SPFBO: Positivity & Professionalism in Self-Publishing
Unless you’ve been living on Mars with Matt Damon, you’ll know that Fantasy-Faction is one of ten blogs participating in the Self-Published Fantasy Blog-Off (SPFBO). Created and hosted by Mark Lawrence, the SPFBO is a contest that aims at increasing the discoverability of talented self-published fantasy authors.
In March, more than 300 authors submitted manuscripts to this year’s contest. Six months later and the ten blogger-judges have each whittled their allotted pile of 30 down to just 1. (In case you missed it, here’s our discussion about why we chose Dyrk Ashton’s novel Paternus to be Fantasy-Faction’s finalist.)
With the final 10 chosen and the scoreboard revealed, it’s already clear that not only is there an impressive variety of styles and subgenres (including steampunk, grimdark, YA, urban, historical and epic) but also a wide range of scores. Given that most bloggers’ decisions were based purely on personal taste, it’ll be extremely interesting to follow the inevitable clash of opinions from book to book.
Naturally, each individual response to a book is unique. Similarly, not everyone’s experience of the SPFBO will be the same. Certainly, some of the authors have benefited from the contest’s exposure much more than others; and while some blogs have expressed disappointment at the overall quality of submissions, others have lost sleep whilst trying to decide which one is best out of a batch of fantastic entries.
But one thing that has remained consistent throughout is the overwhelming atmosphere of positivity and enthusiasm. And now that we’ve moved forward into the final round I thought I’d share some thoughts about how the contest – and more importantly, the writers who have participated in it – are challenging (and changing) common preconceptions about self-publishing.
‘S’ is for Sportsmanship
Despite obviously feeling gutted about not making the cut, most of those eliminated have taken the time to not only thank their blogger but also to laud their rivals’ success. Some runners-up have even continued to follow the contest’s progress, weighing in on the books they’ve read and cheering on the remaining authors. It’s fantastic!
‘P’ is for Professionalism
The prevalence of social media makes it so, so easy to make an arse out of yourself in front of the whole world. In an age where an unfortunate Facebook post can result in a one-way ticket to the local Jobcentre, it’s a miracle that some of us manage to avoid a daily bust-up just by posting a picture of our Pot Noodle.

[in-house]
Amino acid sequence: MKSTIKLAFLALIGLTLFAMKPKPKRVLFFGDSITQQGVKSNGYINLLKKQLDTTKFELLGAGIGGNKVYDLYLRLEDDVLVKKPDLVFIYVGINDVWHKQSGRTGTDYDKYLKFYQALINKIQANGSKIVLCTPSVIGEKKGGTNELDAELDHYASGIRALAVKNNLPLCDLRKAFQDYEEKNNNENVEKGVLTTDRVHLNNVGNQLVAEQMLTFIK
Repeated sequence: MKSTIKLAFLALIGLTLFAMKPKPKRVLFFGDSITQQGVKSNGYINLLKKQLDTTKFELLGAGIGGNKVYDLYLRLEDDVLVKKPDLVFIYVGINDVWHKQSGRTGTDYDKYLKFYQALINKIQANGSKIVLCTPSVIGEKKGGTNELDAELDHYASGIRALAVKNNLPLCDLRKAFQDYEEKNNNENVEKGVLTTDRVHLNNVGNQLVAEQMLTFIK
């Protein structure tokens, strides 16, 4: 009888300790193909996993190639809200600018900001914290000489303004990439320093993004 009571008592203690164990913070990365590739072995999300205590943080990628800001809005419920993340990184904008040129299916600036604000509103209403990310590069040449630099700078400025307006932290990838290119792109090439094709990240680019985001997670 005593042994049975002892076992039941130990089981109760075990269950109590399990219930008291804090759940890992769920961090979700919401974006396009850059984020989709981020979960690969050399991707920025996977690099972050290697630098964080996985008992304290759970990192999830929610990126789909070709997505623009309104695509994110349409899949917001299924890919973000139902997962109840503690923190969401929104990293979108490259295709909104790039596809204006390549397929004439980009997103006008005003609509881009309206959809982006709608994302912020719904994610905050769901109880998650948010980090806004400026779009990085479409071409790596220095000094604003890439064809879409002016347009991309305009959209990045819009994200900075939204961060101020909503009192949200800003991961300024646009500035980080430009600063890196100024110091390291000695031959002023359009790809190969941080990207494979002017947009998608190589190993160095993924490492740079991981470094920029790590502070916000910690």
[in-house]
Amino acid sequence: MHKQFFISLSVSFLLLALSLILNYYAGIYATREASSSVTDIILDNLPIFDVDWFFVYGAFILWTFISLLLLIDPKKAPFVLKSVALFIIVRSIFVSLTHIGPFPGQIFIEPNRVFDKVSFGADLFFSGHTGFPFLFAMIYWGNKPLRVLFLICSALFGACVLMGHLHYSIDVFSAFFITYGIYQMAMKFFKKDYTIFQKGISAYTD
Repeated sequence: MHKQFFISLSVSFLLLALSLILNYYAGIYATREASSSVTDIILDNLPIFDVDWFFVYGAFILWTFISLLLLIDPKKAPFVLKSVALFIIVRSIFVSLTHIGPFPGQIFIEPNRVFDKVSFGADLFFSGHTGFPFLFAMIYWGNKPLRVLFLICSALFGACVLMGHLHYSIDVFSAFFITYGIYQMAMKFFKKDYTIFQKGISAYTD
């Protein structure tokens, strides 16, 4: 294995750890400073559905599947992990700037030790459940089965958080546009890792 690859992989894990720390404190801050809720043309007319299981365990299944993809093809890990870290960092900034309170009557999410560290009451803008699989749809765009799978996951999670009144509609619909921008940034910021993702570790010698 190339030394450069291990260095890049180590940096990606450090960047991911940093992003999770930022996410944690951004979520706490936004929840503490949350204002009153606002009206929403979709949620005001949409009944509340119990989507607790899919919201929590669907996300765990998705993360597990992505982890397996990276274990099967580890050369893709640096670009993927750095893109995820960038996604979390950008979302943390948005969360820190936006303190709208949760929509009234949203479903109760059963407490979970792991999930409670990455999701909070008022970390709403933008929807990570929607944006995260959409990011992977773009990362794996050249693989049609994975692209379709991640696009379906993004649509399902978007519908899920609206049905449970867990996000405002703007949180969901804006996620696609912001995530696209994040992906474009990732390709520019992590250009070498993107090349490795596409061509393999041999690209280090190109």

But our authors are clearly pros. When it comes to networking, they’ve succeeded in connecting with everyone involved whilst also maintaining a respectful distance. Furthermore, they have responded to criticism and rejection in an overwhelmingly valiant manner. I’ve witnessed no bitter comments, no arguing against criticism – or indeed any correspondence through channels other than social media (at least while the first round was still ongoing). Pros indeed!
‘F’ is for Friendship
We’re in danger of reaching Andy Pandy levels of cheesiness, I know. But honestly, all the SPFBO discussion and banter that I’ve seen has been friendly, fun and oftentimes hilarious. In my experience the entrants have treated one another like allies rather than competitors; some have even become friends, and it’s made me proud to be part of such an awesome, amicable community. I know we’re all adults here and this may sound patronising, but it really is refreshing to see so many folks united in a common interest.
‘B’ is for Bravery
Seriously, it takes balls to submit your work to such a high-profile outlet. You’re essentially opening yourself to public criticism which, while intended to be constructive rather than hurtful, can nonetheless put a real dint in an author’s self-confidence. I’m not sure whether I’d be brave enough to do the same.
‘O’ is for Ownership
In most cases (barring one exception in which the author was clearly in denial), the authors have taken full ownership for any perceived flaws within their writing. Expressing gratitude for the feedback, the authors have swallowed and digested most criticisms without argument. Whether they then sent their book off for a simple proof read or took the more drastic measure of re-editing (with one or two even pulling their book from sale altogether), each author has acted with grace and professionalism, accepting responsibility before moving on to improve their work.
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I’ve heard way too many horror stories about reviewers who’ve had bad experiences with indie authors. Whether it’s the jilted writer with a grudge against the websites that won’t review her book, or perhaps the author bent on revenge against the blogger that dared give him a 1* rating, it’s always the negative accounts that most people hear about.
Far less often do we take the time to praise that wonderful majority of indie authors who conduct themselves like exemplary human beings and not massive sacks of piranhas. Every participant – bloggers, writers, readers, and everyone who follows, shares and supports the SPFBO – is part of the movement which I’m calling the Bright Future of Self-Publishing (or BFOSP), which, as an acronym, can be rearranged to make ‘SPFBO’.